Where Is The Fun In Specializing As a Photographer?

Written by: Colby Brown / 5 Comments

_MG_4540-Edit-2-EditWhen it comes to professional photography, you commonly find that photographers choose to specialize in a specific genre, such as wedding, landscape or travel photography for example. Some photographers even take this to the next level, labeling themselves as “HDR” photographers or “Black and White Fine Art” photographers. This mindset is certainly not endemic to just the photo industry and is in reality…usually just business 101. If you want to make a name for yourself or your brand, it can help to have a business that your customers or clients can associate with a very specific style or type of photography.

It makes sense. FedEx is a shipping company. Whole Foods sells health food/products. Mike’s Camera in Denver sells…well photography equipment. It has been proven to work for various businesses across multiple industries. So why have I never enjoyed this mindset? I find it limiting, not only from a business standpoint but a creative one as well. Are there that many full-time photographers truly only interested in a single kind of photography? In my case, I am not a landscape photographer any more than I am a travel or humanitarian photographer. In fact…I am just a photographer. My interest in this visual art form has always extended beyond just one specific realm of photography, so why should I settle for less when it comes to my businesses?

Discovering Photographers Hidden Interests

As an art form, photography is an amazing way to not only express oneself, but also capture the world around us. It is within this context that I find it hard to believe that many of my professional colleagues hearts lay only within their specialty within photography. A great example of this is my good friend Chris Burkard. In terms of his career, Chris is easily on of the best surf photographers in the world right now. Without a doubt, you have seen his images on covers of countless magazines, winning photography contests left and right and throughout the interwebs (he is one of the most effective photographers when it comes to leveraging Social Media).

Chris Burkard's arctic surf photography is beyond words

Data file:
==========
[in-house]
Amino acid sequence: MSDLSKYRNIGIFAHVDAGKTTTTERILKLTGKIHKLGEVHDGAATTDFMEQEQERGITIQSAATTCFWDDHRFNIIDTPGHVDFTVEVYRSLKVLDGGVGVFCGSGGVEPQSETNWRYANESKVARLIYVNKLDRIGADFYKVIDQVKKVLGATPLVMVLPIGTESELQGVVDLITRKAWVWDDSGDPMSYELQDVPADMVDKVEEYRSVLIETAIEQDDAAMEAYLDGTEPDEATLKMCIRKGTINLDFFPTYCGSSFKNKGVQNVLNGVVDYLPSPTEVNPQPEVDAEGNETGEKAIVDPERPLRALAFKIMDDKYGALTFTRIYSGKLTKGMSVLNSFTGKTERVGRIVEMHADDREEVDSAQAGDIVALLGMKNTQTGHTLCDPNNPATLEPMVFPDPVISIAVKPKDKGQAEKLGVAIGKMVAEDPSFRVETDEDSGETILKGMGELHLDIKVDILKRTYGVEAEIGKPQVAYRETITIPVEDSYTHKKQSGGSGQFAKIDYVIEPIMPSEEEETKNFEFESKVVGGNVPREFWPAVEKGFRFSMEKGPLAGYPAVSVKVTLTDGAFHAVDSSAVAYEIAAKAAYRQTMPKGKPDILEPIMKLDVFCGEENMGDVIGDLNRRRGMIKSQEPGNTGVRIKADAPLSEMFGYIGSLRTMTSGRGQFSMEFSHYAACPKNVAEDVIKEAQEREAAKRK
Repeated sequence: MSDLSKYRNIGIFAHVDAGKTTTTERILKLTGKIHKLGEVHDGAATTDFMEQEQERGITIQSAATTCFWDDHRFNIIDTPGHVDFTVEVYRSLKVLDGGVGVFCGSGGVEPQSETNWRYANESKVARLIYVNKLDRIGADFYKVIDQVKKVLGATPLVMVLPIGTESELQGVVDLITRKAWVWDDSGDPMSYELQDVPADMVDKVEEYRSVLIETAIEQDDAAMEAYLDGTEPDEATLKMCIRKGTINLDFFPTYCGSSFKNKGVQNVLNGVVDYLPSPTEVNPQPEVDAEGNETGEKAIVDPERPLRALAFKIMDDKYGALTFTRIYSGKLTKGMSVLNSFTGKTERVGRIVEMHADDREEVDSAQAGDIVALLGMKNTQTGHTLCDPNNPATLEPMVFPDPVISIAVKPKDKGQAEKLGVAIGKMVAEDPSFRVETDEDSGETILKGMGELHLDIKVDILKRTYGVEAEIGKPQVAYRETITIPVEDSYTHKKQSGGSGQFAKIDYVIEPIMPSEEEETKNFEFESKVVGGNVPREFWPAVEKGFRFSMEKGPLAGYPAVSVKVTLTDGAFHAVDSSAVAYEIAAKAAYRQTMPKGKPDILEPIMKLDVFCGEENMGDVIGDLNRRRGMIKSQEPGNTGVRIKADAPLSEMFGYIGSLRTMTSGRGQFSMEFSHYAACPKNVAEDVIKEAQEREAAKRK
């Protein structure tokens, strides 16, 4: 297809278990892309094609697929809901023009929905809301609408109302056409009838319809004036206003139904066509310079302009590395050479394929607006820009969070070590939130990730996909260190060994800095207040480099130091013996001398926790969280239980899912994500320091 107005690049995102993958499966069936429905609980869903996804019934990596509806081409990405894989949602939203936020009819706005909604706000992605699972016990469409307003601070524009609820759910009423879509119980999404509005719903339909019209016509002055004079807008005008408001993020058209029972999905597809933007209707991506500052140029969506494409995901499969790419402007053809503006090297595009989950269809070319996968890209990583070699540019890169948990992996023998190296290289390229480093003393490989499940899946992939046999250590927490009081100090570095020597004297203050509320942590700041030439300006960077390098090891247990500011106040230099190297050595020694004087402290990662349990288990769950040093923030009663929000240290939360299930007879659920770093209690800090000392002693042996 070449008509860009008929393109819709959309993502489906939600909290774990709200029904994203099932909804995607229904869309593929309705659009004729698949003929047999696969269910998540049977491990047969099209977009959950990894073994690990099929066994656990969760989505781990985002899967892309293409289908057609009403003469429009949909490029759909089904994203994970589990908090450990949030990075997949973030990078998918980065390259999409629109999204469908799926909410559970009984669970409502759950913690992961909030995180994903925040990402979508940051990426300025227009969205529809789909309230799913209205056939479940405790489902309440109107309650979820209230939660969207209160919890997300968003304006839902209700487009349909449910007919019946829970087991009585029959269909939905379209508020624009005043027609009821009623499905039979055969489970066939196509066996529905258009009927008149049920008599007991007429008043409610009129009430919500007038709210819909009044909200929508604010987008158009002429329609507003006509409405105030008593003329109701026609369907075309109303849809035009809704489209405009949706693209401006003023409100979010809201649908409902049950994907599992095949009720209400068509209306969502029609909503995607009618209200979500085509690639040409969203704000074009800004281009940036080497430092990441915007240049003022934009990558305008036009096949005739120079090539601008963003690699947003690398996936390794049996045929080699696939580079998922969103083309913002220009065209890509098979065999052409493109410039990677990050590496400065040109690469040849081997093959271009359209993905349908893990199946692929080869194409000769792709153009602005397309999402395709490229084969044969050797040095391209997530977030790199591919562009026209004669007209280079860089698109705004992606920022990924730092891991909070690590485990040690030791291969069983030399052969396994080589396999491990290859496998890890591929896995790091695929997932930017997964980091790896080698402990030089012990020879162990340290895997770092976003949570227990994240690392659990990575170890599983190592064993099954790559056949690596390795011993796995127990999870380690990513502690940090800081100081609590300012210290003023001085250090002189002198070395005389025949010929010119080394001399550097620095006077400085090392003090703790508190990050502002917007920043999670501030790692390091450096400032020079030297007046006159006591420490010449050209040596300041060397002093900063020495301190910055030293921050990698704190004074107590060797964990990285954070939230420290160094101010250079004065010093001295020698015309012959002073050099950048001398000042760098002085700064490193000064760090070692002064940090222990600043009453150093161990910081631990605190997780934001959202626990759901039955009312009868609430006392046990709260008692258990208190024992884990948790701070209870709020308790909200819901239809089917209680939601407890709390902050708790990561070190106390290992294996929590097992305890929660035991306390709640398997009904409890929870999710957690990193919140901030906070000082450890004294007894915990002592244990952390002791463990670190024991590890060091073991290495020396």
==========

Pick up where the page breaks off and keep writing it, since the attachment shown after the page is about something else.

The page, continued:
Chris Burkard’s arctic surf photography is beyond words

All this being said, Chris’s passion for the art form extends beyond just surf photography. He has a true love for both travel and the outdoors/nature as well. Luckily, his travel through his main stay, surf photography, allows him expand his portfolio into these other interests at the same time. However just like most photographers, his brand is surf photography and unless you combed through his website, you might not know that his skills in photography expand beyond what most associate his name with.

An epic sunset over Kamchatka in Russia by Chris Burkard

An epic sunset over Kamchatka in Russia by Chris Burkard

Expanding My Creativity

One of the biggest challenges of any art form is maintaining passion and creativity over time. This is even more apparent when one decides to make a career out of art. When I speak at events and conferences about the Business of Photography, many aspiring photographers mention that they are worried about losing their passion by effectively monetizing their creativity, which is certainly a legitimate concern. How many times have you heard a singer, actor or even photographer burn out, throw in the towel and try something else because they couldn’t take it anymore?

"Lost Innocence" - Port au Prince, Haiti

“Lost Innocence” – Port au Prince, Haiti

In my case, it was my love of travel, not photography, that made me choose this career. Instead of having an initial interest in say high fashion or wedding photography, both of which have a very specific focus, it was the all-encompassing idea of “travel” that sucked me in. Looking back, I feel it was this choice that got me started out on the right foot. You see, travel photography is incredibly broad. The idea is to capture the essence of a location, not just one specific thing or event, forced me to not only hone my skills with landscape and architecture photography, but people, journalism and wildlife photography as well. While I have never advertised myself as a wildlife photographer, for example, I will happily document wildlife that inhabits the locations that I have chosen to focus on.

The Jewel of Alaska

“The Jewel of Alaska” – Sitka, Alaska

All in all, it has been this broad focus with photography that has helped keep my passion and creativity flowing over the years. If I find myself getting bored with landscape photography, I will shift my focus on getting environmental portraits when working with the Massai in Tanzania or focus on a specific event, such as “Petra at Night” when working in Jordan (seen below). Needless to say, every time I jump on an airplane and head to a new location, I am always shooting new things and because of that, I tend to push my creativity to new levels. By making this diversity part of my business model, I make sure that I am getting paid for all of my photography pursuits, not just a single specific kind of work.